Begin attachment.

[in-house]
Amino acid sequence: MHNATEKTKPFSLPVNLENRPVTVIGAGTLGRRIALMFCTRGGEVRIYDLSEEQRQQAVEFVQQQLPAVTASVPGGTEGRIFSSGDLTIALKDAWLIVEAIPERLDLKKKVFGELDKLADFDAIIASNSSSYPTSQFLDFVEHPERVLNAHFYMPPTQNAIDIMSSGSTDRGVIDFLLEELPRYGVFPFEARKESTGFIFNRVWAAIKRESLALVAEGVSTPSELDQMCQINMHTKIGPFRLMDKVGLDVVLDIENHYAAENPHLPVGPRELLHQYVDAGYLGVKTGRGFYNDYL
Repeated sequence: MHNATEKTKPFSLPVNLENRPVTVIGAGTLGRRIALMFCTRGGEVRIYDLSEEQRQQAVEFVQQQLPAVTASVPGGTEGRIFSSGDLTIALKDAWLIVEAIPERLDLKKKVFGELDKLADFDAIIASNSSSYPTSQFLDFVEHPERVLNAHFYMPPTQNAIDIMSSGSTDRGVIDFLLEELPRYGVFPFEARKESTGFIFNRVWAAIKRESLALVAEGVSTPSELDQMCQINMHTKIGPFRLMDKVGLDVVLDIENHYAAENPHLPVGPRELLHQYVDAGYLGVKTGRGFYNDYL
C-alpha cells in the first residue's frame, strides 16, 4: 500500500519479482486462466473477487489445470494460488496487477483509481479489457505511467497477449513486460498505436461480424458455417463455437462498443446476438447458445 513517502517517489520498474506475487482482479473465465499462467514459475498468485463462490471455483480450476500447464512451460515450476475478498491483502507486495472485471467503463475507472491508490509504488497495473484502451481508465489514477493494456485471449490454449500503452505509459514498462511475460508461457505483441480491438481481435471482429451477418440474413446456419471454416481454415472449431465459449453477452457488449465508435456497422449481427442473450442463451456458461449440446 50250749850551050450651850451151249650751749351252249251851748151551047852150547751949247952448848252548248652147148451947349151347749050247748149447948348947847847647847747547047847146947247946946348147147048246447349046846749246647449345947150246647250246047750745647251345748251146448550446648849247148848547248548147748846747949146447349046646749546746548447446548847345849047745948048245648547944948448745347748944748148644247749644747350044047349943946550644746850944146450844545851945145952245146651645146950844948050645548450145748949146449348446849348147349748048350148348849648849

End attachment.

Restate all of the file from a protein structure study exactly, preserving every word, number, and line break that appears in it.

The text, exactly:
[in-house]
Amino acid sequence: MHNATEKTKPFSLPVNLENRPVTVIGAGTLGRRIALMFCTRGGEVRIYDLSEEQRQQAVEFVQQQLPAVTASVPGGTEGRIFSSGDLTIALKDAWLIVEAIPERLDLKKKVFGELDKLADFDAIIASNSSSYPTSQFLDFVEHPERVLNAHFYMPPTQNAIDIMSSGSTDRGVIDFLLEELPRYGVFPFEARKESTGFIFNRVWAAIKRESLALVAEGVSTPSELDQMCQINMHTKIGPFRLMDKVGLDVVLDIENHYAAENPHLPVGPRELLHQYVDAGYLGVKTGRGFYNDYL
Repeated sequence: MHNATEKTKPFSLPVNLENRPVTVIGAGTLGRRIALMFCTRGGEVRIYDLSEEQRQQAVEFVQQQLPAVTASVPGGTEGRIFSSGDLTIALKDAWLIVEAIPERLDLKKKVFGELDKLADFDAIIASNSSSYPTSQFLDFVEHPERVLNAHFYMPPTQNAIDIMSSGSTDRGVIDFLLEELPRYGVFPFEARKESTGFIFNRVWAAIKRESLALVAEGVSTPSELDQMCQINMHTKIGPFRLMDKVGLDVVLDIENHYAAENPHLPVGPRELLHQYVDAGYLGVKTGRGFYNDYL
C-alpha cells in the first residue's frame, strides 16, 4: 500500500519479482486462466473477487489445470494460488496487477483509481479489457505511467497477449513486460498505436461480424458455417463455437462498443446476438447458445 513517502517517489520498474506475487482482479473465465499462467514459475498468485463462490471455483480450476500447464512451460515450476475478498491483502507486495472485471467503463475507472491508490509504488497495473484502451481508465489514477493494456485471449490454449500503452505509459514498462511475460508461457505483441480491438481481435471482429451477418440474413446456419471454416481454415472449431465459449453477452457488449465508435456497422449481427442473450442463451456458461449440446 50250749850551050450651850451151249650751749351252249251851748151551047852150547751949247952448848252548248652147148451947349151347749050247748149447948348947847847647847747547047847146947247946946348147147048246447349046846749246647449345947150246647250246047750745647251345748251146448550446648849247148848547248548147748846747949146447349046646749546746548447446548847345849047745948048245648547944948448745347748944748148644247749644747350044047349943946550644746850944146450844545851945145952245146651645146950844948050645548450145748949146449348446849348147349748048350148348849648849